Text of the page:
I last wrote about FDIC v. Ching, 2014 U.S. Dist. LEXIS 92687 (E.D. Cal. July 8, 2014) in July of 2014. That post concerned Judge Kimberly J. Mueller's ruling that California's statutory restrictions on distributions to shareholders preempted the FDIC's common law claims against directors of a failed bank for negligence and breach of fiduciary duty in approving an $8.8 million dividend. Judge Mueller, however, allowed the FDIC proceed against the directors under Corporations Code Section 309 and 12 U.S.C. § 1821(k). In the ensuing trial, a jury award damages in the amount of $2.64 million. As the late Paul Harvey was wont to say, "now, for the rest of the story":
Defendants also contend they are entitled to judgment as a matter of law because their business decisions were shielded by the business judgment rule. Mot. at 7-8.
Not so. The court properly instructed the jury that the business judgment rule was an available defense against liability in certain circumstances. ECF No. 263 at 31 (Jury Instruction No. 30); F.D.I.C. v. Castetter, 184 F.3d 1040, 1043 (9th Cir. 1999) ("California's business judgment rule . . . requires directors to perform their duties in good faith and as an ordinarily prudent person in a like circumstance would. It immunizes directors from liability if they can establish that they acted in accordance with this standard of care."). Defendants do not challenge the instruction's wording, which stated that to trigger the defense a "defendant must show he acted in good faith, made a reasonable inquiry when the need therefore was indicated by the circumstances, and did not have information that would have made reliance unwarranted." ECF No. 263 at 31. After being so instructed, it was up to the jury to decide if each defendant met his burden to trigger the rule's protection. The jury, which is presumed to follow the court's instructions, Kansas v. Marsh, 548 U.S. 163, 179 (2006), found each defendant liable.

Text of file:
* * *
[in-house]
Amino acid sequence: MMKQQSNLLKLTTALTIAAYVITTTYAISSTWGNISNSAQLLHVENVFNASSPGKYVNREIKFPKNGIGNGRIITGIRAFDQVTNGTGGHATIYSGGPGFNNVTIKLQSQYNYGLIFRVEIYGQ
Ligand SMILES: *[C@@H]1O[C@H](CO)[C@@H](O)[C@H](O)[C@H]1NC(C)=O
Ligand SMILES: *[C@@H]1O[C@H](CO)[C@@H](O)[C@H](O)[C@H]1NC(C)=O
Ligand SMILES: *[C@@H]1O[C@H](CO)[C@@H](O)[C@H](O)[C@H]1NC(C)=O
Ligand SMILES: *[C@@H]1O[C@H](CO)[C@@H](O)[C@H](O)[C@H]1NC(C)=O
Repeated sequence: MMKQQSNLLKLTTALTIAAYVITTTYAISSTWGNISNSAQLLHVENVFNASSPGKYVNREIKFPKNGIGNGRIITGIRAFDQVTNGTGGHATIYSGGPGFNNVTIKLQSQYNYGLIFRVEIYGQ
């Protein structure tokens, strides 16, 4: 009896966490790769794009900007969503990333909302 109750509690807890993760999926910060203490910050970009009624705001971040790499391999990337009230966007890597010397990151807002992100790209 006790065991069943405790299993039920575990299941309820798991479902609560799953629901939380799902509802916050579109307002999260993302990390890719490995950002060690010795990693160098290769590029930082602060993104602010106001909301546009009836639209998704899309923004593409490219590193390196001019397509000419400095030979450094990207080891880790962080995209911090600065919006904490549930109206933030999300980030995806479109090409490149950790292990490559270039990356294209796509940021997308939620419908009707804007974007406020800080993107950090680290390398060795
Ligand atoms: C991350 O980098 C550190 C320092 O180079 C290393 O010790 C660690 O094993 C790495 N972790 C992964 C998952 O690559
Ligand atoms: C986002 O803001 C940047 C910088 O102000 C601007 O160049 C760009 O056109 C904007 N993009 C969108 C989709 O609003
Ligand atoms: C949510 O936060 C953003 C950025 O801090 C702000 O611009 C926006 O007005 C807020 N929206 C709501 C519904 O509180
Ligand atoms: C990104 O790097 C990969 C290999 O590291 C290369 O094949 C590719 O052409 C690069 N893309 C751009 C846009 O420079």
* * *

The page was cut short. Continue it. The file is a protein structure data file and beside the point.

FDIC v. Ching, Case No. 2:13-cv-01710-KJM-EFB (Jan. 26, 2018).